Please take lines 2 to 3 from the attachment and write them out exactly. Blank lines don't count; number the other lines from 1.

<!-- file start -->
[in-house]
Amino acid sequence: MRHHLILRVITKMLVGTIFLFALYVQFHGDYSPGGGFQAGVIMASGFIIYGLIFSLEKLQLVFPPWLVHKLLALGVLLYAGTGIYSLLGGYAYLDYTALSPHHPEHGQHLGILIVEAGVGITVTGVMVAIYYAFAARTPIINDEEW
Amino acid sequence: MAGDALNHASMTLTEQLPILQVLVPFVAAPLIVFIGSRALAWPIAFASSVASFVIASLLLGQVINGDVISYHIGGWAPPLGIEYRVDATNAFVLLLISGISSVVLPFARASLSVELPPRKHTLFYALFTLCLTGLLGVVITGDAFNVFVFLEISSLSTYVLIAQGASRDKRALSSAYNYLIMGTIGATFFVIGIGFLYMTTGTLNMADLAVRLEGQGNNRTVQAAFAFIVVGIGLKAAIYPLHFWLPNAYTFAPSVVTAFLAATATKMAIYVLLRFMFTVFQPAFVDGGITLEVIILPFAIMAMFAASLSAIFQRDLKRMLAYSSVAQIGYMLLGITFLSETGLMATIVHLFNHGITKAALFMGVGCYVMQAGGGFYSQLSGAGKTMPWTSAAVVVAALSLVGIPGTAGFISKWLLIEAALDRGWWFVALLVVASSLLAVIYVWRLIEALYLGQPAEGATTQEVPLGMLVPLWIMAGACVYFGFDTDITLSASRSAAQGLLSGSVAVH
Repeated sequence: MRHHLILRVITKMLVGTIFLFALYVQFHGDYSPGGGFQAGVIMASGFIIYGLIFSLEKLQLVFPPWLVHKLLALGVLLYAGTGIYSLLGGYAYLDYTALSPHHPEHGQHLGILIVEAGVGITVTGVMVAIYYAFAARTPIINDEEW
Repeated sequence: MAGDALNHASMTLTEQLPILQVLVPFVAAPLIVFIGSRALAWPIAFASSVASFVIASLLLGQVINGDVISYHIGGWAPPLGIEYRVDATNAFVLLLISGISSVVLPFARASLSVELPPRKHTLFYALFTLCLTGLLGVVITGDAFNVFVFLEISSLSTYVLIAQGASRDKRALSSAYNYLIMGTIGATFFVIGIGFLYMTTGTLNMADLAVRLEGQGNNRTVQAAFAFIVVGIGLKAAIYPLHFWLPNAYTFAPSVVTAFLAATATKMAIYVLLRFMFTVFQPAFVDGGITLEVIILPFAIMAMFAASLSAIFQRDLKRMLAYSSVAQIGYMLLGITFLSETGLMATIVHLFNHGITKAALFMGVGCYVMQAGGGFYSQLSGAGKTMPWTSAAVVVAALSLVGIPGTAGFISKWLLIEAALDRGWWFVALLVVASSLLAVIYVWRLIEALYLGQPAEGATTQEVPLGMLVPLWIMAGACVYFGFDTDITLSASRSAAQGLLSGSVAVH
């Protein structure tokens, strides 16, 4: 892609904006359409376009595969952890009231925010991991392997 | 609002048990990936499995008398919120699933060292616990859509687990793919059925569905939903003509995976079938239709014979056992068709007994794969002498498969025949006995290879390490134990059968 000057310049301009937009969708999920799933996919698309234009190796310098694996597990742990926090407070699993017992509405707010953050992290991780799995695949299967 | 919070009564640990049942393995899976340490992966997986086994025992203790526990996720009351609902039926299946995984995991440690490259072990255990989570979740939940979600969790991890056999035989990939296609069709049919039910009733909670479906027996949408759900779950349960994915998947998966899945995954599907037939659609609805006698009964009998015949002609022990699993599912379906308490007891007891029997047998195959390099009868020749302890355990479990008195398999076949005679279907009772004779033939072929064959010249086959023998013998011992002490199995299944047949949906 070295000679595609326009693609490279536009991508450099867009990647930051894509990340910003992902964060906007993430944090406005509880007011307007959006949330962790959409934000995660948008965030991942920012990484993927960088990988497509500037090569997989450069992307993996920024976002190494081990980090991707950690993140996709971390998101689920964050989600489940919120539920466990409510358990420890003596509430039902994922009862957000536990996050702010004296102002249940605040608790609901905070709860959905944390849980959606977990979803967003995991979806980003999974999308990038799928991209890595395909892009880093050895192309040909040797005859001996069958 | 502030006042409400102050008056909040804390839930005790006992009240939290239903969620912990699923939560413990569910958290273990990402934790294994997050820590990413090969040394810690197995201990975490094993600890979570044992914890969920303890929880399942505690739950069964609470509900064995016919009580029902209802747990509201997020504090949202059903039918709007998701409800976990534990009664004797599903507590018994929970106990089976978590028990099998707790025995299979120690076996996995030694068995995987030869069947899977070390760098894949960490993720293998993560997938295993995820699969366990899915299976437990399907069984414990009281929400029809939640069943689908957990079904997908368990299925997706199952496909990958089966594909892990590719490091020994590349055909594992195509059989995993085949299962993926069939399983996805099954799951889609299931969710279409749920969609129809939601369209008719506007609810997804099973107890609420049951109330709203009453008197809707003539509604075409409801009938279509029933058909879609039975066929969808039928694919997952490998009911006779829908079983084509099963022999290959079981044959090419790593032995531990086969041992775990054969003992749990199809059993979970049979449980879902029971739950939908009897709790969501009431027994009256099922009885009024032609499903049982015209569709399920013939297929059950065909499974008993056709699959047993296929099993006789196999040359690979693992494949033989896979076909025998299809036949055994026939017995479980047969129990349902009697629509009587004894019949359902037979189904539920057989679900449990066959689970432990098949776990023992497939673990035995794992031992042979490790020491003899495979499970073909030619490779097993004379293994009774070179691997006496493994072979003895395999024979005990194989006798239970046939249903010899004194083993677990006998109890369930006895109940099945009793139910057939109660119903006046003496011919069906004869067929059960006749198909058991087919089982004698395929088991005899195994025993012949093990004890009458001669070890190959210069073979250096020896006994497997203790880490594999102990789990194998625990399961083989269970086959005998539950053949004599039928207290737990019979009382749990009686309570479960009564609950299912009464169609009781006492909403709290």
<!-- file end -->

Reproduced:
Amino acid sequence: MRHHLILRVITKMLVGTIFLFALYVQFHGDYSPGGGFQAGVIMASGFIIYGLIFSLEKLQLVFPPWLVHKLLALGVLLYAGTGIYSLLGGYAYLDYTALSPHHPEHGQHLGILIVEAGVGITVTGVMVAIYYAFAARTPIINDEEW
Amino acid sequence: MAGDALNHASMTLTEQLPILQVLVPFVAAPLIVFIGSRALAWPIAFASSVASFVIASLLLGQVINGDVISYHIGGWAPPLGIEYRVDATNAFVLLLISGISSVVLPFARASLSVELPPRKHTLFYALFTLCLTGLLGVVITGDAFNVFVFLEISSLSTYVLIAQGASRDKRALSSAYNYLIMGTIGATFFVIGIGFLYMTTGTLNMADLAVRLEGQGNNRTVQAAFAFIVVGIGLKAAIYPLHFWLPNAYTFAPSVVTAFLAATATKMAIYVLLRFMFTVFQPAFVDGGITLEVIILPFAIMAMFAASLSAIFQRDLKRMLAYSSVAQIGYMLLGITFLSETGLMATIVHLFNHGITKAALFMGVGCYVMQAGGGFYSQLSGAGKTMPWTSAAVVVAALSLVGIPGTAGFISKWLLIEAALDRGWWFVALLVVASSLLAVIYVWRLIEALYLGQPAEGATTQEVPLGMLVPLWIMAGACVYFGFDTDITLSASRSAAQGLLSGSVAVH